The Dragonfly of Autumn.

During the last few days of summer, dragonflies on the wing have been hard to find by the river and creek, just a very occasional Emerald, but that is par for the course. Last season, the autumn appearance of Cordulephya pygmaea, the Common Shutwing was a non event for some reason, but this year it is a very different story. During a working day in the reserve, adjacent to the creek, numbers of this small dragonfly were seen perched on signs and logs, sometimes four or five together. This perching behaviour seems to be characteristic of the species, individuals in flight are hard to find. They are very tolerant of the photographer, allowing a close approach, and returning to perch if disturbed by getting too near. The three images were taken with the 200 macro lens that allows a safer working distance.

Click to enlarge.

In to the light.

In addition to moths, a bewildering assortment of insects fly into the moth light. Here is a selection from two recent moth sessions, firstly from the bush adjacent to Lake Glenmaggie.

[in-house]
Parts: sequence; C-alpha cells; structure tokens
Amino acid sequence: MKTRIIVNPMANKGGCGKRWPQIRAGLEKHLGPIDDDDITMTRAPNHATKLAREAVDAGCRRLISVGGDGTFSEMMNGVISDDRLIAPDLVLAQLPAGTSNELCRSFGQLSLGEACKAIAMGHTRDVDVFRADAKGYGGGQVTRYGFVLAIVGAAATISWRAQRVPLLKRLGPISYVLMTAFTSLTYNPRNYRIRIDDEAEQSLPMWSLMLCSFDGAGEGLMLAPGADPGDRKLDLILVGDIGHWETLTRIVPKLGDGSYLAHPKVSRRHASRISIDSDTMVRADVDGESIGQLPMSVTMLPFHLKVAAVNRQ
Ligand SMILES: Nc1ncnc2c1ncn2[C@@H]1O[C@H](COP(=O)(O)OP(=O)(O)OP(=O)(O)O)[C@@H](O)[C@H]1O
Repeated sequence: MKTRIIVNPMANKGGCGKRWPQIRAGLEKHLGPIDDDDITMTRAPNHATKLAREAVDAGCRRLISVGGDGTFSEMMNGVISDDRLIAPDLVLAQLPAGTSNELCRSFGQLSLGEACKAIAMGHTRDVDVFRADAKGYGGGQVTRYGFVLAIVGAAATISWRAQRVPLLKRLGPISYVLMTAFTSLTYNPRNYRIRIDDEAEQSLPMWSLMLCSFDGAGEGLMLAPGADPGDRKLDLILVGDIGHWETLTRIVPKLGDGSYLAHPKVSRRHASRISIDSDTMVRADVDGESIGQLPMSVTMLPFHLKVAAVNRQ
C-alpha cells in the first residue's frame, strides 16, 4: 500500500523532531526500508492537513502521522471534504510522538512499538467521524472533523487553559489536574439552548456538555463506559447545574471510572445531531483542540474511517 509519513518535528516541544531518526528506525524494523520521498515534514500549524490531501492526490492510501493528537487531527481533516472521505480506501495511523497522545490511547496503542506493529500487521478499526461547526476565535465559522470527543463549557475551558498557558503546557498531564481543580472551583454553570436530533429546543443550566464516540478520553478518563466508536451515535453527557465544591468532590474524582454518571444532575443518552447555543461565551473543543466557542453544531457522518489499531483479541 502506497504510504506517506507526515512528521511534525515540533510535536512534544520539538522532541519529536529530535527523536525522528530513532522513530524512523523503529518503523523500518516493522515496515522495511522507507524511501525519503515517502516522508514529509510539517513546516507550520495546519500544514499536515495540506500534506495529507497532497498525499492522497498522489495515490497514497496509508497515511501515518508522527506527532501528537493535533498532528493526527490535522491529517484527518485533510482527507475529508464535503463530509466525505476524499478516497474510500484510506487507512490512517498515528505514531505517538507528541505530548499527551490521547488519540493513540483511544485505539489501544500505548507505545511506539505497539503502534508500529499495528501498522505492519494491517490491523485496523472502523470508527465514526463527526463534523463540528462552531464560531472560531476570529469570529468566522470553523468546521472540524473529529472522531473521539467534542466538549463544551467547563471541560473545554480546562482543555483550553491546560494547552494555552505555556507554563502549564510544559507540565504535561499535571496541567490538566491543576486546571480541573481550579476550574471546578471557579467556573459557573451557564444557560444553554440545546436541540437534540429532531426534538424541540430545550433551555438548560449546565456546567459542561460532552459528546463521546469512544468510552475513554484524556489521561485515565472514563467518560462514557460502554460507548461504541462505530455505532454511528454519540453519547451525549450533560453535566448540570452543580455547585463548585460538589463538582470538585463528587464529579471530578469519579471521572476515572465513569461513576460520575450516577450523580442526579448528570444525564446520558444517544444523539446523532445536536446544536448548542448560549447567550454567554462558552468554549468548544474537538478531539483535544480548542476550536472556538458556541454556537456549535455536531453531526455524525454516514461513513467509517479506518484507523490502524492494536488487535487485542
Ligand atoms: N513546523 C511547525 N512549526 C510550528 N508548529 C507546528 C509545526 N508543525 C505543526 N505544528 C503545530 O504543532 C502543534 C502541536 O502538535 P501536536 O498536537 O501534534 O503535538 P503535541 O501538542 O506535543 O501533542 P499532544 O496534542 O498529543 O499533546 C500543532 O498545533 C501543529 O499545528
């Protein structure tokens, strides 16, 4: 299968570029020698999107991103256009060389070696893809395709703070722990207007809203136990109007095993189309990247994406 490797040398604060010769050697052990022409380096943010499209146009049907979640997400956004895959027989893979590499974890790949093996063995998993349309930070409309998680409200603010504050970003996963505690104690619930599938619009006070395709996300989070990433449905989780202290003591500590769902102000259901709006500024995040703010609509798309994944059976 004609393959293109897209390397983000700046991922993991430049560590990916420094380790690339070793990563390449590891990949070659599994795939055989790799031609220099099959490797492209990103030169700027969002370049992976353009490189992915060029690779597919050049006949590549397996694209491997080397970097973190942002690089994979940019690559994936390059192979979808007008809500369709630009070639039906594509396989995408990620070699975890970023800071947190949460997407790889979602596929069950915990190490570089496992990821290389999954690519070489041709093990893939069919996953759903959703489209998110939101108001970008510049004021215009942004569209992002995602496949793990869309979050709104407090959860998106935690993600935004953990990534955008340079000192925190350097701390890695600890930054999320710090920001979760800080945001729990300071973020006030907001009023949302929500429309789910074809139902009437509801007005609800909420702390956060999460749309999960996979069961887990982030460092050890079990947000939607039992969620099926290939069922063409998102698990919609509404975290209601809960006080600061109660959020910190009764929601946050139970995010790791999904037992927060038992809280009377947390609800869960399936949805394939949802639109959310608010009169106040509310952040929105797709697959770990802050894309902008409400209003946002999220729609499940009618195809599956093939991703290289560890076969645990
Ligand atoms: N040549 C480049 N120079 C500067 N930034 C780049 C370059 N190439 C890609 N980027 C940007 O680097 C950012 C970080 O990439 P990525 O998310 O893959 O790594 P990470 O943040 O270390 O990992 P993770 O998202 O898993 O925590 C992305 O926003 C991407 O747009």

Although it’s not yet March, march flies are well and truly on the wing in the box/ironbark bush. This one found boot leather too hard to penetrate so gave up and settled on the sheet.

Damsel and dragonflies are infrequent arrivals, this Australian Emerald, Hemicordulia australiae came in for a while and persisted in standing on its head.

Craneflies though are common visitors, their legs never cease to amaze.

Adult antlion lacewings are also very frequent, this is Glenoleon pulchellus.

And with wings spread.

Beetles can swarm in earlier in the season, they are quieter now making moth photography a little easier.

Longicorns come in many sizes, small and large, here are two examples.

Another lacewing, one of the greenish ones.

And on a night drawing from the garden, a mole cricket that had so far escaped the attention of the many roaming bluebottles.

A large number of water bugs, as distinct from water beetles that can also fly in, flew in on this night, possibly from a nearby dam.

And to conclude, a Common Antlion adult, Myrmeleon acer. The garden has over the last few years developed a good population of these fascinating insects.

Click to enlarge.